MPAA Rating: R
Starring: Jude Law, Ed Harris, Joseph Fiennes,
Director: Jean- Jacques Annaud
Studio: Paramount Pictures
Running Time: 131 minutes
Rating: 4.0 stars
(U-WIRE) U. of Wisconsin-The drama and bravery of
World War II make great fodder for films. Good and evil
are easily definable and the emotion behind such
stories comes with the package. That's not to say that
every World War II film is a ready-made hit-the entire
production team has to work at it.
Thankfully, Enemy at the Gates has one of the
hardest-working cast and crews in the business, as
testament to their earlier works. The result is a quality
picture with a strong story that only suffers from a
willingness to do too much.
Enemy at the Gates begins its story at the battle for
Stalingrad. As one of the defining moments of the war,
the two-year conflict was instrumental for both Nazi and
Russian troops. If captured, the Nazis would have the
upper hand in the war, using the crucial location to
advance their power.
Defending the city with soldiers and snipers, the
Russian powers were able to trap the German forces
and claim victory. Among the Russians was Vassili
Zaitsev, the sniper's sniper, who, due to Russian
newspapers and a 1942 type of celebrity reporting,
became a national hero.
Enemy at the Gates focuses on Vassili, and, when
played by immensely talented and handsome Jude
Law (The Talented Mr. Ripley), how can you not focus
on him? Vassili's reputation is inflated due to the
powerful pen of political officer and propagandist
Danilov, played but fellow attractive acting powerhouse,
Joseph Finnes (Shakespeare In Love).
Convinced that such a hero, even an exaggerated one,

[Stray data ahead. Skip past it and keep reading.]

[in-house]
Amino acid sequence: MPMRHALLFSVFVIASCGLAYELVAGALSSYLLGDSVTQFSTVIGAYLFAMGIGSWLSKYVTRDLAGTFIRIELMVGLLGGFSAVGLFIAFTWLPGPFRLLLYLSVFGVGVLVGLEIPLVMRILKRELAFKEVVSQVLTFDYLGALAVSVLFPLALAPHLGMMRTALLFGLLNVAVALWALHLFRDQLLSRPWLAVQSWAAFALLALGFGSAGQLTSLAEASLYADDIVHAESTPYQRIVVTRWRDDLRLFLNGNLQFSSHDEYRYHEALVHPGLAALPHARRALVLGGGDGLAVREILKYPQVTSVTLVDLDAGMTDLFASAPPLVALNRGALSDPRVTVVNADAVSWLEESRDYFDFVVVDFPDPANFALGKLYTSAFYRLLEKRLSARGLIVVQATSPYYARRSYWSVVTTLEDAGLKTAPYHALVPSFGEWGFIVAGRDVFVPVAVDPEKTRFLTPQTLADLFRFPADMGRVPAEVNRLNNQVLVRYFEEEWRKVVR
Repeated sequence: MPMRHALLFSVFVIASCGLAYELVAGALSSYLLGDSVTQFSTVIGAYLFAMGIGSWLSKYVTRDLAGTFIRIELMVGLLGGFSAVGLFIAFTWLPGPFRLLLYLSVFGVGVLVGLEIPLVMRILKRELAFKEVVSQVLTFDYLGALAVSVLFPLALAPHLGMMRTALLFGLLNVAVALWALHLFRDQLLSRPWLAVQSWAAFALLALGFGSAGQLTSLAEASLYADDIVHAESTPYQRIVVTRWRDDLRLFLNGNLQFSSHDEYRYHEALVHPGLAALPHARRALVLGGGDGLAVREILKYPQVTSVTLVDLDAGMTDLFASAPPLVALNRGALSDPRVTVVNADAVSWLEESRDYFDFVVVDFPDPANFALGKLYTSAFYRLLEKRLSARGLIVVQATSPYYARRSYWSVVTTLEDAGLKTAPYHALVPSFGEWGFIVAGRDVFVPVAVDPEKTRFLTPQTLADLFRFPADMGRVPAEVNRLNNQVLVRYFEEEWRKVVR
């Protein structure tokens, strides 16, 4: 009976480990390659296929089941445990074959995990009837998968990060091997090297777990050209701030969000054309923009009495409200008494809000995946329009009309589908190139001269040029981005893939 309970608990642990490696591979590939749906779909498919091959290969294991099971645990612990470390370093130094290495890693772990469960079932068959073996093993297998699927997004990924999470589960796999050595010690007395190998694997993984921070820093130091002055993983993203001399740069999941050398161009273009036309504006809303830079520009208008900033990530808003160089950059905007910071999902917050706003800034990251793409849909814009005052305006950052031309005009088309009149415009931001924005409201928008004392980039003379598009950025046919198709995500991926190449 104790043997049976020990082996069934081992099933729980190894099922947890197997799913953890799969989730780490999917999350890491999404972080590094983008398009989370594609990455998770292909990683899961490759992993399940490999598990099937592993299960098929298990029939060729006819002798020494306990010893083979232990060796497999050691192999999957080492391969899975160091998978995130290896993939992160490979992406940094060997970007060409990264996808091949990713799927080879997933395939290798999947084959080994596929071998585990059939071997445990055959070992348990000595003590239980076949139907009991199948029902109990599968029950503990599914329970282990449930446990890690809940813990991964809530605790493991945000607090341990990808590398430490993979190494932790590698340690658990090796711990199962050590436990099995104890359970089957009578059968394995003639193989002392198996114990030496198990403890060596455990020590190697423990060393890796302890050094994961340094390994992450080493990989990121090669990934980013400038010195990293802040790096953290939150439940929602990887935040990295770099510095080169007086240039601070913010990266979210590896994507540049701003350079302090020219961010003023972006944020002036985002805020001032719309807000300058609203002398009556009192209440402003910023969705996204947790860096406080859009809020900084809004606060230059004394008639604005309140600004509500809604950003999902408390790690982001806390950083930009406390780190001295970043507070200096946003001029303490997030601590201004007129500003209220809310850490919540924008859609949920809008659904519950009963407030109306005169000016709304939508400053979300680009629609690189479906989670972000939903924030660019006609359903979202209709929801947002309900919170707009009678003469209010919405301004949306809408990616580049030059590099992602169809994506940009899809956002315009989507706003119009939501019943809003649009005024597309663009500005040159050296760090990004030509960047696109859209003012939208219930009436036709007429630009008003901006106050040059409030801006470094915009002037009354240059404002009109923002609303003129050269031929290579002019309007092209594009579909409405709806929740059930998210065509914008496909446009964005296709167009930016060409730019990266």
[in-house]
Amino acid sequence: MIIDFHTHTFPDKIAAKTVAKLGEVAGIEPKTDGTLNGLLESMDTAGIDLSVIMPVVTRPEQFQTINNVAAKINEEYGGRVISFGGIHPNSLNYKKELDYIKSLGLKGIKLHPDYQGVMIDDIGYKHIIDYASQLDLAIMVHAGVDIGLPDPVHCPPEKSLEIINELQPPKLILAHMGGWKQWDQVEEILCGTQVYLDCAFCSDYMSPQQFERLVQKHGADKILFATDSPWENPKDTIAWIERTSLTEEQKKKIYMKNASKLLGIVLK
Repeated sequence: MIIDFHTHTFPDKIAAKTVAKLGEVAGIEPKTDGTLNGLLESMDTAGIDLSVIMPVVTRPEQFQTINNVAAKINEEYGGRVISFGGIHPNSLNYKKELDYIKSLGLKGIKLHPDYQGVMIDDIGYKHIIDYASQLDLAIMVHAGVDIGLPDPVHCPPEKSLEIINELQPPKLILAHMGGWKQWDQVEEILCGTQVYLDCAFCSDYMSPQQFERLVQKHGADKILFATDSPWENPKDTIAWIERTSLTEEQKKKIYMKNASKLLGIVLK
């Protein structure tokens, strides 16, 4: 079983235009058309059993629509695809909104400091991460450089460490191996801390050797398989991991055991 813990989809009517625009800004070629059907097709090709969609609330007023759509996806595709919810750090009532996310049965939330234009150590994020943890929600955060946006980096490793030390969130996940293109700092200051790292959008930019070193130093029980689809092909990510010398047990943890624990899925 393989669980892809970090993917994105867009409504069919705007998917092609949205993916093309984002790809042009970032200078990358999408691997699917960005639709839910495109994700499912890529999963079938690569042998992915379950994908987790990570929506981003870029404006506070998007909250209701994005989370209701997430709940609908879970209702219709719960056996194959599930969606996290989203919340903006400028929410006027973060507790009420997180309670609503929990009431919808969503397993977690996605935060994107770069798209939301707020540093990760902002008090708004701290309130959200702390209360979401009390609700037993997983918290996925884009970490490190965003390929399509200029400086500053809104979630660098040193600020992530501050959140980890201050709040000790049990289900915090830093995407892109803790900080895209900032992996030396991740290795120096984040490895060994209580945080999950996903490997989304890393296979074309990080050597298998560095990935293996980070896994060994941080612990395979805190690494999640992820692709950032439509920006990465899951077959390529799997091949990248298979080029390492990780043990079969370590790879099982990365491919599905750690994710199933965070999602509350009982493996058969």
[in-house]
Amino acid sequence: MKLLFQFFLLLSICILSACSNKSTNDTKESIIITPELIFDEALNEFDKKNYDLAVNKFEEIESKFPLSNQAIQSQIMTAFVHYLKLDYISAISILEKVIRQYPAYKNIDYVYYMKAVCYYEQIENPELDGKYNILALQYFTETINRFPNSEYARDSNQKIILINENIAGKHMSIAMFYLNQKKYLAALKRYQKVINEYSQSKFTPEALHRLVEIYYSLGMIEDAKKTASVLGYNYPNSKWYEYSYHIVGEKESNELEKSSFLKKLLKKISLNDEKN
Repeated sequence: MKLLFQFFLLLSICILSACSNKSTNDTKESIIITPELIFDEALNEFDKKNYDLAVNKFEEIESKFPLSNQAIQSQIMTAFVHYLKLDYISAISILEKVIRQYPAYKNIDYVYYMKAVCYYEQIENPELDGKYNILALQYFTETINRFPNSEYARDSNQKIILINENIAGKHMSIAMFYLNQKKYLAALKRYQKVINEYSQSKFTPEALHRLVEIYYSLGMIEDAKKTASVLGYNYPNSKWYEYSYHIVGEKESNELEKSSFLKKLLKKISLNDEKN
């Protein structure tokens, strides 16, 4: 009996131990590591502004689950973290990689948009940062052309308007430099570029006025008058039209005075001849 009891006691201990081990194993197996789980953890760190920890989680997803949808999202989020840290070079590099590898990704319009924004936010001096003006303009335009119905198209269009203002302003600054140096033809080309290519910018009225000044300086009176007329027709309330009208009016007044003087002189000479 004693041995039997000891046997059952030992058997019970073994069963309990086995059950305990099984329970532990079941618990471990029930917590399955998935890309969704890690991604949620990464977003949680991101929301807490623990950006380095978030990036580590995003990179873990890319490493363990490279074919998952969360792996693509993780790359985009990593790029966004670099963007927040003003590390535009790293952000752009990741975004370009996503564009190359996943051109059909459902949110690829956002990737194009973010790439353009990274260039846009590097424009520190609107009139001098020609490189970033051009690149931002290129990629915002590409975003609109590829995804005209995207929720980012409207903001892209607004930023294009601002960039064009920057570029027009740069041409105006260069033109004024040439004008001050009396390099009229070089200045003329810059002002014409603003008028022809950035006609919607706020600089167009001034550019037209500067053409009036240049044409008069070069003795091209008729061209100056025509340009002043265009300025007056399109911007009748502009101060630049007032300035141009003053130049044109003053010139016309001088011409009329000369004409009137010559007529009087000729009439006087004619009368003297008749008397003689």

will restore hope in the troops, Vassili becomes the
poster boy for Russian pride. The articles and photos
have the desired effect, and not only does Vassili
garner the attention of buxom beauty and ellow
troop-ette, Tania (Rachel Weisz, The Mummy), but the
Nazi troops as well. They send their own sharpshooter,
Konig (Ed Harris, Pollock), to take out Vassili and help
advanced the Nazi troops.
The opening battle sequence, with its dive-bombing
planes, massive shootouts, and increasing body count,
makes the viewer think twice about reaching for that
second handful of popcorn. As powerful as it is, it is
reminiscent of Saving Private Ryan's battle scenes but
falls short in the awe department.
The film sets up scene after scene of cat-and-mouse
scenarios. And although the key element in the sniper
field is to be still, these scenes have the exciting and
suspenseful elements of a chase. Both Harris's and
Law's careful demeanor and seriousness in their roles
contribute to the believability of the film.
Enemy at the Gates could have been a flop and a weak
attempt at a courageous story. The director could have
easily thrown in a few talentless pretty boys and filmed
them running around in the mud. Thankfully, the day we
see Freddie Prinze Jr. in a military uniform has yet to
Annaud's best move in this picture was his casting.
Law and Finnes are indeed of the pinup-boy caliber, yet
their past efforts prove they're not just pretty faces.
Enemy at the Gates is no different, and both actors turn
in outstanding performances. Although their
good-looking faces may be covered in dirt throughout
the film, it is their talent that becomes the enticing thing
If anything, these stars are used to a challenge, and
although Enemy at the Gates is a good picture, it is in
no way a Best Picture. The script asks little more of its
cast than to show up and give a B-plus effort. The back
story of the characters is almost nonexistent, except for
the token Sniper Jr. scene of Vassili hunting with his
In fact, little is learned about Finnes's or Harris's
character, and the romance between Vasilli and Tania
is touching at times but not much more than an
afterthought. The film introduces too many elements of
personal history and never truly explores them; it is
hard to feel a part of the film because of the lack of
connection to the characters.
Still, the tactics of the two snipers and the situations
that have them going head to head are some of the
most suspenseful scenes in the theaters these days. A
sniper's best friend is his eyes, and the director plays
on this, giving the viewer extreme close-ups and
interesting point-of-view shots. Enemy at the Gates may
leave the heart a little unsatisfied, but the mind and
eyes will love it.